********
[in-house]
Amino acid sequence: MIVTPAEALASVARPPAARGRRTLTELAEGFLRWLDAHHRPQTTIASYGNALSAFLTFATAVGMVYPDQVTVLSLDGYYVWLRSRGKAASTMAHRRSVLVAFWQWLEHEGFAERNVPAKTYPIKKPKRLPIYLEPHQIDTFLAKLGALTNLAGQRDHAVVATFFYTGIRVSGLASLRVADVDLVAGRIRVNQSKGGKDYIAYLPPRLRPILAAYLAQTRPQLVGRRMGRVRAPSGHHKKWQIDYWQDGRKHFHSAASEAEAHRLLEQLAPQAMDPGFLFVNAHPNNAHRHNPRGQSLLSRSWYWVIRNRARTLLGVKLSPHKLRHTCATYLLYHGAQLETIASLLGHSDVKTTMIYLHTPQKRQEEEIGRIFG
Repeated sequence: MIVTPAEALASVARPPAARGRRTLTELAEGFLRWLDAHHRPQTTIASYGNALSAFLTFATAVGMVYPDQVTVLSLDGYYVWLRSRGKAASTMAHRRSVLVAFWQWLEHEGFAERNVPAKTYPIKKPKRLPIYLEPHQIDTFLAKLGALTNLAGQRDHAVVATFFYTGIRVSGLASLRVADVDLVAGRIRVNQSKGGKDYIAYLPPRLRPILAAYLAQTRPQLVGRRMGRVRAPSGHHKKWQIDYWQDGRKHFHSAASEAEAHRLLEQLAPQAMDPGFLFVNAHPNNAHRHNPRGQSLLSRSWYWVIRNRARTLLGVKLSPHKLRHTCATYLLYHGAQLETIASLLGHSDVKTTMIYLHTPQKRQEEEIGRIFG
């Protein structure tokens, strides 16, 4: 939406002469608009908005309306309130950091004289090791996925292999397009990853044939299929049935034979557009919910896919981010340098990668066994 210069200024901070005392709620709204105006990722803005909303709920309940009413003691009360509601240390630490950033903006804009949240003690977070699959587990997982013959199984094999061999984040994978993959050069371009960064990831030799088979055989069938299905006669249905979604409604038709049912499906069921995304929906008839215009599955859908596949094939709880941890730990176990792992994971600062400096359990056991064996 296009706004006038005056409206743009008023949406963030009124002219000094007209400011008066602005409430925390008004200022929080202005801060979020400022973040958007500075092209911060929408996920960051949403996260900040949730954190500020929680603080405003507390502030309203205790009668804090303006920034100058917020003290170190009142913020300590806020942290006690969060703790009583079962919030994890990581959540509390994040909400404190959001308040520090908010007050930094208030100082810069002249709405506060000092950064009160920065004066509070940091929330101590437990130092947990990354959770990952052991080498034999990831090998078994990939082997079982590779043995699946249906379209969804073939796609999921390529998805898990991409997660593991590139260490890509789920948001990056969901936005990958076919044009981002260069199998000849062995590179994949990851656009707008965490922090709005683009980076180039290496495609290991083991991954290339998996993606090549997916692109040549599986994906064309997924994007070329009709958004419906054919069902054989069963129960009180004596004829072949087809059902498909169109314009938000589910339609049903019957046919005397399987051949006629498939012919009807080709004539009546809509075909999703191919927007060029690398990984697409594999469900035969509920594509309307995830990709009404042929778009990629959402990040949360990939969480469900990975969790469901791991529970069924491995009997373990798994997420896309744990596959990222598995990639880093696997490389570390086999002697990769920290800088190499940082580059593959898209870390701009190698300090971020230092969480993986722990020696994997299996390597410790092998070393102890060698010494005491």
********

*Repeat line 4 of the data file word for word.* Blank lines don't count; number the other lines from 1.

């Protein structure tokens, strides 16, 4: 939406002469608009908005309306309130950091004289090791996925292999397009990853044939299929049935034979557009919910896919981010340098990668066994 210069200024901070005392709620709204105006990722803005909303709920309940009413003691009360509601240390630490950033903006804009949240003690977070699959587990997982013959199984094999061999984040994978993959050069371009960064990831030799088979055989069938299905006669249905979604409604038709049912499906069921995304929906008839215009599955859908596949094939709880941890730990176990792992994971600062400096359990056991064996 296009706004006038005056409206743009008023949406963030009124002219000094007209400011008066602005409430925390008004200022929080202005801060979020400022973040958007500075092209911060929408996920960051949403996260900040949730954190500020929680603080405003507390502030309203205790009668804090303006920034100058917020003290170190009142913020300590806020942290006690969060703790009583079962919030994890990581959540509390994040909400404190959001308040520090908010007050930094208030100082810069002249709405506060000092950064009160920065004066509070940091929330101590437990130092947990990354959770990952052991080498034999990831090998078994990939082997079982590779043995699946249906379209969804073939796609999921390529998805898990991409997660593991590139260490890509789920948001990056969901936005990958076919044009981002260069199998000849062995590179994949990851656009707008965490922090709005683009980076180039290496495609290991083991991954290339998996993606090549997916692109040549599986994906064309997924994007070329009709958004419906054919069902054989069963129960009180004596004829072949087809059902498909169109314009938000589910339609049903019957046919005397399987051949006629498939012919009807080709004539009546809509075909999703191919927007060029690398990984697409594999469900035969509920594509309307995830990709009404042929778009990629959402990040949360990939969480469900990975969790469901791991529970069924491995009997373990798994997420896309744990596959990222598995990639880093696997490389570390086999002697990769920290800088190499940082580059593959898209870390701009190698300090971020230092969480993986722990020696994997299996390597410790092998070393102890060698010494005491």